1 Jesus, the very thought of thee
with sweetness fills my breast.
But sweeter far thy face to see,
and in thy presence rest.
2 Nor voice can sing, nor heart can frame,
nor can the mind recall
a sweeter sound than thy blest name,
O Savior of us all.
3 O hope of every contrite heart,
O joy of all the meek,
to those who fall, how kind thou art!
How good to those who seek!
4 But what to those who find? Ah, this
nor tongue nor pen can show.
The love of Jesus, what it is
none but his loved ones know.
5 Jesus, our only joy be thou,
as thou our prize wilt be.
Jesus, be thou our glory now,
and through eternity.
|First Line:||Jesus, the very thought of thee|
|Title:||Jesus, the Very Thought of Thee|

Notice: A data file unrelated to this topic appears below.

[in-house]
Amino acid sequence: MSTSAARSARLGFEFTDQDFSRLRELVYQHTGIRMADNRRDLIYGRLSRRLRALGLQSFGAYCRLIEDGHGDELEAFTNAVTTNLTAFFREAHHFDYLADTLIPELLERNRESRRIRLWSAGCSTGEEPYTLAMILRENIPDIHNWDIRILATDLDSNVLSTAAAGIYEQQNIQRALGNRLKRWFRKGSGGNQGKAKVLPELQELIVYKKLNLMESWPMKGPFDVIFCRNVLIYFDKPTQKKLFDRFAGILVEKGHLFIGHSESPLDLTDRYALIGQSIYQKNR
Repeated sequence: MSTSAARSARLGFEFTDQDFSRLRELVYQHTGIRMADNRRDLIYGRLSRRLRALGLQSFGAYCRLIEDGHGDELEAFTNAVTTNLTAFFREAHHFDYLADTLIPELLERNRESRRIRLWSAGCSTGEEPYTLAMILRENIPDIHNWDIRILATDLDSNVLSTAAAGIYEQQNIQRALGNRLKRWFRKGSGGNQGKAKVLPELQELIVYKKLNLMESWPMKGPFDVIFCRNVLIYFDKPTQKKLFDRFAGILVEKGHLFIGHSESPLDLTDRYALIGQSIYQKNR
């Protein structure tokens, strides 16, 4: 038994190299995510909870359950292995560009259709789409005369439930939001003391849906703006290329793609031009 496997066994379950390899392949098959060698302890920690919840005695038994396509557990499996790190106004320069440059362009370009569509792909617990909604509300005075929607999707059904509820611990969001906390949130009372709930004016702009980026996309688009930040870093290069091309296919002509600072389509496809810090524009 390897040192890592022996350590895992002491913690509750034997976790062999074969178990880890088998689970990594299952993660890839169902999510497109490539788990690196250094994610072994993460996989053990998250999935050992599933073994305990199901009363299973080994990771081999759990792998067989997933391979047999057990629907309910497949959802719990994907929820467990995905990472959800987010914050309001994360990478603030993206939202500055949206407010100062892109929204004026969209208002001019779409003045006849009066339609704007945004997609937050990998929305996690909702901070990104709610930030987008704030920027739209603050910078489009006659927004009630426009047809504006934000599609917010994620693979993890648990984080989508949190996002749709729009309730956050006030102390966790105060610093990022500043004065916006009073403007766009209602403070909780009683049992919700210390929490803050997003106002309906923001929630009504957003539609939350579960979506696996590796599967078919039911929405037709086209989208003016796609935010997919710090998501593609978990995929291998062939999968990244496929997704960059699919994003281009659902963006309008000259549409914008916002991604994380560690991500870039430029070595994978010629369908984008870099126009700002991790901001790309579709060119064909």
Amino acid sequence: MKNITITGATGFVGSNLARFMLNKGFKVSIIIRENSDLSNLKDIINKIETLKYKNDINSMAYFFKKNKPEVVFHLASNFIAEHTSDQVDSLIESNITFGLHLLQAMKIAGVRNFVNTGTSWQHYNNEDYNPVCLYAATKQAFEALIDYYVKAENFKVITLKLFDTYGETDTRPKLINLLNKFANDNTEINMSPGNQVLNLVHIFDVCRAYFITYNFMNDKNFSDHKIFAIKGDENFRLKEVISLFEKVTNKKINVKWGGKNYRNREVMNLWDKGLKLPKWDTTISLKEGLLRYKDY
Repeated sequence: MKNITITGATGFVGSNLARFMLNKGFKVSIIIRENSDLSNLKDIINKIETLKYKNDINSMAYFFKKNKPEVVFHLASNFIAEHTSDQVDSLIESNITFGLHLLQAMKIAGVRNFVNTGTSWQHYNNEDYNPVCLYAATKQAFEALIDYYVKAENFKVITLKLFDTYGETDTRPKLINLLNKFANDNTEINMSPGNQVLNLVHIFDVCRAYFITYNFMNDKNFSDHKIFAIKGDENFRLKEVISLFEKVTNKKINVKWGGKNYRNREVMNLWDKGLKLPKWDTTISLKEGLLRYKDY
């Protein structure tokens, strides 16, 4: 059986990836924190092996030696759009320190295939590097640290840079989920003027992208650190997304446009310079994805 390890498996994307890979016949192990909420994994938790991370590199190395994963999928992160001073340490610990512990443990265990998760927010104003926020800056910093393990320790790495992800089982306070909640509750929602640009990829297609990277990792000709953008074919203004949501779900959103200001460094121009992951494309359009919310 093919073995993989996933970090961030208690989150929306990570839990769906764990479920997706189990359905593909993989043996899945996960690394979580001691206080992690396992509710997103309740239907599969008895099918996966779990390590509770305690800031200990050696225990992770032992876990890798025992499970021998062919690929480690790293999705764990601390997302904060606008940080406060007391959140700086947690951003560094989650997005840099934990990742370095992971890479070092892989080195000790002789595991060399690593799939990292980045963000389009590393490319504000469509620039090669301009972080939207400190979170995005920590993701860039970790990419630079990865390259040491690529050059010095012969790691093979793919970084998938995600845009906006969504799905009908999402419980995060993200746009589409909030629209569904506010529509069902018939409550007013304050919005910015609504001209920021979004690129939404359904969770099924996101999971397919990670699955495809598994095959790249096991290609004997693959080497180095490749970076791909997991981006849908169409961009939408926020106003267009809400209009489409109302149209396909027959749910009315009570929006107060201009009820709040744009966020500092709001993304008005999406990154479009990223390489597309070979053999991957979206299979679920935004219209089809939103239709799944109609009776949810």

|Translator:||Edward Caswall (1849, alt.)|
|Scripture:||1 Samuel 2:8; Psalm 34:18; Psalm 51:17; Psalm 66:2; Psalm 104:34; Isaiah 57:15; Matthew 7:7-8; Luke 11:9-10; John 12:1-8; John 15:9; Acts 2:28; Acts 4:12; Romans 15:13; 1 Corinthians 2:9; 1 Corinthians 13:12; Ephesians 3:17; Ephesians 3:19; Philippians 1:21; 1 Thessalonians 2:19-20; 1 Peter 1:8-9; 1 Peter 1:21|
|Topic:||Adoration; Healing; Hope5 more...|
|Source:||Latin hymn, 12th cent.|
|Composer:||John Bacchus Dykes (1866, alt.)|
|Key:||G Major or modal|
The sweetness celebrated in this anonymous 12th-century Latin poem is not cloying or sentimental; it is more like an antidote to bitterness and a source of hope and healing. The best-known 19th-century translation is set here to a tune composed especially for these words.
|Audio recording:||Audio (MP3)|